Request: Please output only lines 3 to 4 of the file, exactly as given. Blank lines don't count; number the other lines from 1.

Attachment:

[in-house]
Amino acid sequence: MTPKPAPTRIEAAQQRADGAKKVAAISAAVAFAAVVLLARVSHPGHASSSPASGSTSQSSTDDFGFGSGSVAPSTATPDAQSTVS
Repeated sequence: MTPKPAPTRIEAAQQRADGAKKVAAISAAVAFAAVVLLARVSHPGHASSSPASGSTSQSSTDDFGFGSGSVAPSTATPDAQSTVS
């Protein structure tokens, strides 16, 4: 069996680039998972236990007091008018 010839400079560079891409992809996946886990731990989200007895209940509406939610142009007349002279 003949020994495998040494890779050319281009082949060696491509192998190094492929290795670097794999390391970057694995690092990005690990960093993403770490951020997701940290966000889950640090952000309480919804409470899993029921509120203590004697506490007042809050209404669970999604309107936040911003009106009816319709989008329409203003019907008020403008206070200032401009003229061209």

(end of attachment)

Repeated sequence: MTPKPAPTRIEAAQQRADGAKKVAAISAAVAFAAVVLLARVSHPGHASSSPASGSTSQSSTDDFGFGSGSVAPSTATPDAQSTVS
């Protein structure tokens, strides 16, 4: 069996680039998972236990007091008018 010839400079560079891409992809996946886990731990989200007895209940509406939610142009007349002279 003949020994495998040494890779050319281009082949060696491509192998190094492929290795670097794999390391970057694995690092990005690990960093993403770490951020997701940290966000889950640090952000309480919804409470899993029921509120203590004697506490007042809050209404669970999604309107936040911003009106009816319709989008329409203003019907008020403008206070200032401009003229061209």